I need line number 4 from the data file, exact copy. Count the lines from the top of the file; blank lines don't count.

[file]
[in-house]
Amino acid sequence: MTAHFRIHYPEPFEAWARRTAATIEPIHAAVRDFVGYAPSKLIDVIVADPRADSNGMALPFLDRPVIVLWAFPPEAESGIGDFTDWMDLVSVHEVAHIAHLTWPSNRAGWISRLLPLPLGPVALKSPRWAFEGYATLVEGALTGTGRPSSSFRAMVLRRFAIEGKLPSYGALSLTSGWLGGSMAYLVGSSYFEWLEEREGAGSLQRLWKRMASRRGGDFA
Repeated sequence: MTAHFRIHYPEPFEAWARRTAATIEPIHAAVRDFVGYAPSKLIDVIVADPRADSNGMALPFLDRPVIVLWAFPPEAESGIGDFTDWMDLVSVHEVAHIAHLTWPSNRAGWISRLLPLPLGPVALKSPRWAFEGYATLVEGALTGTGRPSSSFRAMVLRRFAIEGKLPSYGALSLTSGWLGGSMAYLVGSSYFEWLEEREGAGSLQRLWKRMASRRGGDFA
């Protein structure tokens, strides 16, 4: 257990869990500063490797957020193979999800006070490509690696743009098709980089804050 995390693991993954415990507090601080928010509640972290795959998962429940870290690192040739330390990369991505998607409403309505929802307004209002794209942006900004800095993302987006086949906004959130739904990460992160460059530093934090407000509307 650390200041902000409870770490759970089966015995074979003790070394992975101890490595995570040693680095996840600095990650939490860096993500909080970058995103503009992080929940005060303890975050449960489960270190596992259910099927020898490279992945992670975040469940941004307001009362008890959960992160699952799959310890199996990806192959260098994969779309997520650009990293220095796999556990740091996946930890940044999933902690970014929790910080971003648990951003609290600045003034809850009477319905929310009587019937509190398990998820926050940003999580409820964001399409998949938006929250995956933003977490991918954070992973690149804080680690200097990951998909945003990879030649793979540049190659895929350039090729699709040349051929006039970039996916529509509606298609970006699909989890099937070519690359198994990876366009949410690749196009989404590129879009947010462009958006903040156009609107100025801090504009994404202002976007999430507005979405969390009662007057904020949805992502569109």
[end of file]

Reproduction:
């Protein structure tokens, strides 16, 4: 257990869990500063490797957020193979999800006070490509690696743009098709980089804050 995390693991993954415990507090601080928010509640972290795959998962429940870290690192040739330390990369991505998607409403309505929802307004209002794209942006900004800095993302987006086949906004959130739904990460992160460059530093934090407000509307 650390200041902000409870770490759970089966015995074979003790070394992975101890490595995570040693680095996840600095990650939490860096993500909080970058995103503009992080929940005060303890975050449960489960270190596992259910099927020898490279992945992670975040469940941004307001009362008890959960992160699952799959310890199996990806192959260098994969779309997520650009990293220095796999556990740091996946930890940044999933902690970014929790910080971003648990951003609290600045003034809850009477319905929310009587019937509190398990998820926050940003999580409820964001399409998949938006929250995956933003977490991918954070992973690149804080680690200097990951998909945003990879030649793979540049190659895929350039090729699709040349051929006039970039996916529509509606298609970006699909989890099937070519690359198994990876366009949410690749196009989404590129879009947010462009958006903040156009609107100025801090504009994404202002976007999430507005979405969390009662007057904020949805992502569109």